District Update

District Updates
Posted on 12/20/2023
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Dear Ware Community,

We are excited to celebrate the many accomplishments that have marked the first semester of the 2023-2024 school year. In Ware, we have many things to be proud of, the efforts made by our teachers to build classroom and school community have increased our average daily attendance to an all-time high, and incidences of out-of-class disciplinary action have decreased dramatically. Every day, students enter classrooms ready to learn and our teachers stand ready to support them as they gain new knowledge and look ahead to their futures. As Superintendent, I'm immensely proud of the district's achievements thus far, and even though all of us should share in this pride, our focus on advancing student outcomes must remain our top priority.

As a district, we have been completely transparent in our vision to create a system of equitable access where all students are challenged to develop observable academic skills and achieve their highest potential. We believe that we are most effective when our leaders empower every person to hold themselves accountable for their specific roles and responsibilities. This includes every employee and student who attends one of our schools. 

Recently, as a part of the first phase of a strategic and comprehensive professional development plan to improve the educational experience of every student in Ware, baseline data was collected across the district to identify our areas of weakness. Through this data collection, we have identified an urgent need to improve student academic discourse and writing skills. We will chart an aggressive track toward changes that increase the level of expectation that our teachers have of their students' ability to demonstrate academic skills, through discourse and content-area writing. Five major deficiencies were identified.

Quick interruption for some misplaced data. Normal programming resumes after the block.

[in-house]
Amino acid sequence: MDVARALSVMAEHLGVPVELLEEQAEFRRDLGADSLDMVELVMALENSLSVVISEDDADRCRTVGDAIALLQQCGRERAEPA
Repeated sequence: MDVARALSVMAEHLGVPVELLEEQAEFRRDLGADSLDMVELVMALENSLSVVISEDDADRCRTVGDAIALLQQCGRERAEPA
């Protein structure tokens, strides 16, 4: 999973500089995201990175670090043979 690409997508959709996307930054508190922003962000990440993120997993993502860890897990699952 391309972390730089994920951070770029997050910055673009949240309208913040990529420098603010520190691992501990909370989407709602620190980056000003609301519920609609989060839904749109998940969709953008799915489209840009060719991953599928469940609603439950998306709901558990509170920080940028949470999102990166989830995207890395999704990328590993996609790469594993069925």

1. Though the topics of instruction become more complex as students get older, the length and complexity of student responses show little to no increase as students move to higher grade levels.   
  1. The language students use changes between academic terminology and slang or casual dialect causing a gap between the vocabulary they have learned and the words they choose to use independently when speaking or writing. 
  1. Questions tend to be answered by repeating something that was previously said by their peers, decoding an indicated text, describing a visual prompt or picture, or echoing something said by the teacher.   
  1. When physical and digital curricular resources are being implemented, students' questions tend to shift from clarifying their learning to questions focused on progress or completion. 
  1. Students can generally answer formulaic questions that are similar to those they have heard before but struggle to find the same success if the question is paraphrased or posed in a slightly different context.  

These observations are not dissimilar to student behaviors that school districts across the country are dealing with daily. However, in Ware, we strive to create an education that students feel privileged to have attended. To close the gap between what students have learned and what they can academically explain, we will start by redefining student responsibility across all campuses. In essence, teachers will ensure students are expected to actively and visibly demonstrate the following responsibilities in every instructional interaction. 

  • Students will answer questions using complete sentences. 
  • Students will provide evidence, examples, or explanations to support their thinking. 
  • Students will use authentic or academic language suited to the task and audience. 
  • Students will generate, paraphrase, or formulate questions to advance academic discourse. 
  • Students will demonstrate their knowledge through organic expression through grade-appropriate speaking and writing. 

We began the year with a small group of volunteers that has quickly grown to include more than 80% of our staff who share the desire to push our students to new levels of success. Though we acknowledge isolated pockets of hesitation and resistance, the excitement from site leadership and a majority of teachers is both palpable and infectious.  

We believe in the power of a well-delivered education — one student, one relationship, one team, and one school at a time. Great opportunity also brings great responsibility. We commit ourselves to work each day with the responsibility of success for every student in mind and heart.  

Together, we'll achieve amazing results.

Michael P. Lovato